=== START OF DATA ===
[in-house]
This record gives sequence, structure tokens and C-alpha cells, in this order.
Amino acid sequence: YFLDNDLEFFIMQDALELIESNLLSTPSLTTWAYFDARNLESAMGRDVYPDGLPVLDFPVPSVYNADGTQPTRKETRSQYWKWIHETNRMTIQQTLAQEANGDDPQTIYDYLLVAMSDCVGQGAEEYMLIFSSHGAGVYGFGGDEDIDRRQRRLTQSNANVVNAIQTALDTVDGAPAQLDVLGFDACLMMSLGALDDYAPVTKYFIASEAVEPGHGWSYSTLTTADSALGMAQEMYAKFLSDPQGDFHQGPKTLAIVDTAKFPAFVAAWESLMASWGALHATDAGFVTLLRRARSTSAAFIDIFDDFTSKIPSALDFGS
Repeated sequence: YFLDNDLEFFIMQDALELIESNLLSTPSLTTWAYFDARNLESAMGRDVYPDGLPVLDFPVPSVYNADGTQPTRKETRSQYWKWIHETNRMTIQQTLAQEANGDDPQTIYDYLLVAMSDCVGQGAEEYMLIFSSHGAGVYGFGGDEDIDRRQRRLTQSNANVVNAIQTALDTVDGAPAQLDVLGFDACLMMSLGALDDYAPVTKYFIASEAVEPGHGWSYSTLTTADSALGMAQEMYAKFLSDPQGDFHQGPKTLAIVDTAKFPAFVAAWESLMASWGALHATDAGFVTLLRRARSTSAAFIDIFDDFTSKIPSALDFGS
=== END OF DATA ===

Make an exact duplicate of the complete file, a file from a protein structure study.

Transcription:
[in-house]
This record gives sequence, structure tokens and C-alpha cells, in this order.
Amino acid sequence: YFLDNDLEFFIMQDALELIESNLLSTPSLTTWAYFDARNLESAMGRDVYPDGLPVLDFPVPSVYNADGTQPTRKETRSQYWKWIHETNRMTIQQTLAQEANGDDPQTIYDYLLVAMSDCVGQGAEEYMLIFSSHGAGVYGFGGDEDIDRRQRRLTQSNANVVNAIQTALDTVDGAPAQLDVLGFDACLMMSLGALDDYAPVTKYFIASEAVEPGHGWSYSTLTTADSALGMAQEMYAKFLSDPQGDFHQGPKTLAIVDTAKFPAFVAAWESLMASWGALHATDAGFVTLLRRARSTSAAFIDIFDDFTSKIPSALDFGS
Repeated sequence: YFLDNDLEFFIMQDALELIESNLLSTPSLTTWAYFDARNLESAMGRDVYPDGLPVLDFPVPSVYNADGTQPTRKETRSQYWKWIHETNRMTIQQTLAQEANGDDPQTIYDYLLVAMSDCVGQGAEEYMLIFSSHGAGVYGFGGDEDIDRRQRRLTQSNANVVNAIQTALDTVDGAPAQLDVLGFDACLMMSLGALDDYAPVTKYFIASEAVEPGHGWSYSTLTTADSALGMAQEMYAKFLSDPQGDFHQGPKTLAIVDTAKFPAFVAAWESLMASWGALHATDAGFVTLLRRARSTSAAFIDIFDDFTSKIPSALDFGS